A specific population of brain cells involved in risky decision-making is identified in a study in rats published online this week in Nature. Modulating the activity of these cells can convert risk-seeking rats into risk-avoiding animals, the paper shows.
Risk-preference varies across individuals and within an individual from time to time, but the source of this variability in the brain is not known. Dopamine receptor type-2 (D2R)-expressing cells may have a role in regulating risky decisions, as studies have shown that problem gambling increases in patients with Parkinson’s disease who take medications that target these receptors.
Karl Deisseroth and colleagues developed a model of risk-seeking in rats that parallels human behaviour and showed that D2R-expressing cells within the nucleus accumbens drive risk-preference. When rats were presented with a choice between a ‘safe’ lever that consistently delivers a small amount of sucrose reward or a ‘risky’ lever that inconsistently delivers either a large reward (the more favourable outcome) or nothing (the less favourable outcome), the D2R-expressing cells signalled the less favourable outcome of a previous choice at an appropriate time during the decision period. This signal was higher in risk-averse animals than in risk-seeking animals and predicted whether, on the subsequent trial, a rat would choose the safe or risky option. The authors also showed that optogenetic (light-mediated) stimulation of the D2R neurons during the decision period decreased risky choices in risk-seeking rats, but not in rats that were already risk-averse.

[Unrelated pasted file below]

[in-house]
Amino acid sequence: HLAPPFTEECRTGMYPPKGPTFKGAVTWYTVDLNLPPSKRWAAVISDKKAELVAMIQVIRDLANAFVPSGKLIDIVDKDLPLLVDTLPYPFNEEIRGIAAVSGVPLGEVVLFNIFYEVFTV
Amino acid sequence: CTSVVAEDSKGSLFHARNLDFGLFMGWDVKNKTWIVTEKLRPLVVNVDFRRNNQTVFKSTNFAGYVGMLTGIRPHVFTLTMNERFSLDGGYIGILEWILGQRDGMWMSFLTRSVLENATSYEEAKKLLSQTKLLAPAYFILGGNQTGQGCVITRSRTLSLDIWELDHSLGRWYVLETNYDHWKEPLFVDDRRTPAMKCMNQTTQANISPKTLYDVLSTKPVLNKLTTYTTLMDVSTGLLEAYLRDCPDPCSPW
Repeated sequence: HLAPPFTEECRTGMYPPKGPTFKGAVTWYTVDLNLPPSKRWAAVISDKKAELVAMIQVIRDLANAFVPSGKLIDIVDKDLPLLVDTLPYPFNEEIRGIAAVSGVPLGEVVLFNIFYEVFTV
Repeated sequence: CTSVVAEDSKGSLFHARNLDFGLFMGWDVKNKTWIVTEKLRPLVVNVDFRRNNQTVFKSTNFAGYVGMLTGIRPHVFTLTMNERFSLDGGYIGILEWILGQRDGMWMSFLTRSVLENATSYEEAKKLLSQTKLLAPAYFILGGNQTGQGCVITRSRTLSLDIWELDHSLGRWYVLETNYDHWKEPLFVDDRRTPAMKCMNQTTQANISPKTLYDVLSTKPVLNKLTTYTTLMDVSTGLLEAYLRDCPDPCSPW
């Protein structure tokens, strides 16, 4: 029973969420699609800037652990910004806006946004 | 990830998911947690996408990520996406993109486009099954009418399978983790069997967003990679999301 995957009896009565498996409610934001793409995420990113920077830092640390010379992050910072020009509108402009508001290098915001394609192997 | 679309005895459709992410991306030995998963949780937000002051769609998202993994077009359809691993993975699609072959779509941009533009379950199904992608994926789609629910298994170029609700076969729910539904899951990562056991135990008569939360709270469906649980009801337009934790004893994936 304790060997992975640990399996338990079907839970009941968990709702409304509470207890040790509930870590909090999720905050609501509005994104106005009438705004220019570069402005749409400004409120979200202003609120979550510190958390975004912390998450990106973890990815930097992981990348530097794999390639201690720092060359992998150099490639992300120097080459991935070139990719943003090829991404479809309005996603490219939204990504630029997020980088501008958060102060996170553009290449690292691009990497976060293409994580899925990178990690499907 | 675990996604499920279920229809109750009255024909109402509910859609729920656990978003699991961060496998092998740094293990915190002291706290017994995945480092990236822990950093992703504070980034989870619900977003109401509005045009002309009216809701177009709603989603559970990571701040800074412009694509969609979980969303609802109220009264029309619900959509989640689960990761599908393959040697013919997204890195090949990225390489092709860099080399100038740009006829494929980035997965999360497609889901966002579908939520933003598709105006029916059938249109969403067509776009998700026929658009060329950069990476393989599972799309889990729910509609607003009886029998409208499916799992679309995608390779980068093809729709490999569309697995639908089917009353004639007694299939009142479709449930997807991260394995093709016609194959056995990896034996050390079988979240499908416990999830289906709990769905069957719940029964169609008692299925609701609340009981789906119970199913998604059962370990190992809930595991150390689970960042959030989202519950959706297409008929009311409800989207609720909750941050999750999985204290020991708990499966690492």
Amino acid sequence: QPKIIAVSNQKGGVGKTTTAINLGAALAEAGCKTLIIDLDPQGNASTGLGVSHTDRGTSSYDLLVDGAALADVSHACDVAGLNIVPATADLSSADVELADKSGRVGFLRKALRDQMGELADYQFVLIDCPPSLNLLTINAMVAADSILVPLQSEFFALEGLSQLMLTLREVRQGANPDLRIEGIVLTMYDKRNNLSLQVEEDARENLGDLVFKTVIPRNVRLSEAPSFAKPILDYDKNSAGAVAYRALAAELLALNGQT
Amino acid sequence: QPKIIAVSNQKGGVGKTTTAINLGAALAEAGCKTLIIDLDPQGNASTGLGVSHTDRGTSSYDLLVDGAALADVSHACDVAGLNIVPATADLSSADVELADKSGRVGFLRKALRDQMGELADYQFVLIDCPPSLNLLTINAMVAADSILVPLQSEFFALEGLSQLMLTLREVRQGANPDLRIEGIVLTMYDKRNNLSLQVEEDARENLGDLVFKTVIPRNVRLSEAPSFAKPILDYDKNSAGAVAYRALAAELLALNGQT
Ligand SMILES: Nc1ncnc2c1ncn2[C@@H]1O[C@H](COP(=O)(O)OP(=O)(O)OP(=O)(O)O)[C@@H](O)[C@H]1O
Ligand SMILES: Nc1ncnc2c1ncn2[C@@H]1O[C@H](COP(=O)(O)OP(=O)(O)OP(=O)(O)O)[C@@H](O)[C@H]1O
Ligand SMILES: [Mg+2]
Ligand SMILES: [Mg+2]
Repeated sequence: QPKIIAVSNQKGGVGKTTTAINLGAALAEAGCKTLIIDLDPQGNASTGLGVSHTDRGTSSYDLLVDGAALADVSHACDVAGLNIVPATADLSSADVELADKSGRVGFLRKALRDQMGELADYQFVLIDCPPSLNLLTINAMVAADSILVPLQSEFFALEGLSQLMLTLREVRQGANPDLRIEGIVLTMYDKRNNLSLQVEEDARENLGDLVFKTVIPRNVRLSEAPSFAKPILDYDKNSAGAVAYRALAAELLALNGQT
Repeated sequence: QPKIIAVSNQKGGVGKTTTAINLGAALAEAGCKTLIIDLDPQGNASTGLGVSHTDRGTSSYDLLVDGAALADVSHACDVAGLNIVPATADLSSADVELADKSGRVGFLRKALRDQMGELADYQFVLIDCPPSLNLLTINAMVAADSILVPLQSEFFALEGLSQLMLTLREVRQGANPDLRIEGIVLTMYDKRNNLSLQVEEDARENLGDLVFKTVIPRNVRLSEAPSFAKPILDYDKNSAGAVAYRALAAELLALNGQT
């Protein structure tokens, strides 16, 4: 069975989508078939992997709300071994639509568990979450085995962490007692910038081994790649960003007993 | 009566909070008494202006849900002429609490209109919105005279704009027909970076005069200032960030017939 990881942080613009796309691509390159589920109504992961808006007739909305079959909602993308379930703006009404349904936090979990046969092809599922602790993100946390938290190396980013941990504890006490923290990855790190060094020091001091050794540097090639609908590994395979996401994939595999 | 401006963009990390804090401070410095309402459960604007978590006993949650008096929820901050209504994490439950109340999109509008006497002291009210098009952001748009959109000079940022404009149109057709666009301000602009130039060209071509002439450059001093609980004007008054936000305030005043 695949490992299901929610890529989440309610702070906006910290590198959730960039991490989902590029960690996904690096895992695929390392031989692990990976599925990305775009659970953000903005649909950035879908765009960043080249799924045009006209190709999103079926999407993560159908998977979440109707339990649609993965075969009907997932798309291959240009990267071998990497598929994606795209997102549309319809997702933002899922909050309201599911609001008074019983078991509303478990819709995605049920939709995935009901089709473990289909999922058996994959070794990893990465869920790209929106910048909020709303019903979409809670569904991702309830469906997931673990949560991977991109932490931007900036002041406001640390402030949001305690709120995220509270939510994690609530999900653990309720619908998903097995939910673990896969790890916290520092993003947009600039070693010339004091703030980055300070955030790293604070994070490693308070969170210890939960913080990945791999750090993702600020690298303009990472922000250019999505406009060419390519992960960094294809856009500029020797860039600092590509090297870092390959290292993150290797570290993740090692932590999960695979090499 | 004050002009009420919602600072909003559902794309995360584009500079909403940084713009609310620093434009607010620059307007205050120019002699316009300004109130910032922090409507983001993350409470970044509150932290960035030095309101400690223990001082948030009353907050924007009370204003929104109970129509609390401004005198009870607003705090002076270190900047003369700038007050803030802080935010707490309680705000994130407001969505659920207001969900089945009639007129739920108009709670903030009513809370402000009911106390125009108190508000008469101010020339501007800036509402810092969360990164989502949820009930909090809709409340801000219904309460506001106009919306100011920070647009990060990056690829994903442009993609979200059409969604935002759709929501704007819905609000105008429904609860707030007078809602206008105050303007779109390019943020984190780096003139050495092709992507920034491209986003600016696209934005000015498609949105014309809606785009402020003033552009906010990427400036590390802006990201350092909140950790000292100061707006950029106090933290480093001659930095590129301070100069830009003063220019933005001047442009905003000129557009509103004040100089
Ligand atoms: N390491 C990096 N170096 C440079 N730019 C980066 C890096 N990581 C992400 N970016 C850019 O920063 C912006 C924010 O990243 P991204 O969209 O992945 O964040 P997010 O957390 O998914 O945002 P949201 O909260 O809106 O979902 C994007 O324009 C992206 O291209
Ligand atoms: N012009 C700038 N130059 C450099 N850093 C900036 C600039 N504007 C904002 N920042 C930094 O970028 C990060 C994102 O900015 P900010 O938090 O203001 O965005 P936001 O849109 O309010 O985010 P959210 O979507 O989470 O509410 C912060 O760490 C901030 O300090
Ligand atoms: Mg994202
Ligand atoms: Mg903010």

Future research may explore whether distinct subpopulations of D2R-expressing nucleus accumbens cells encode even more specific components of risky decision-making.
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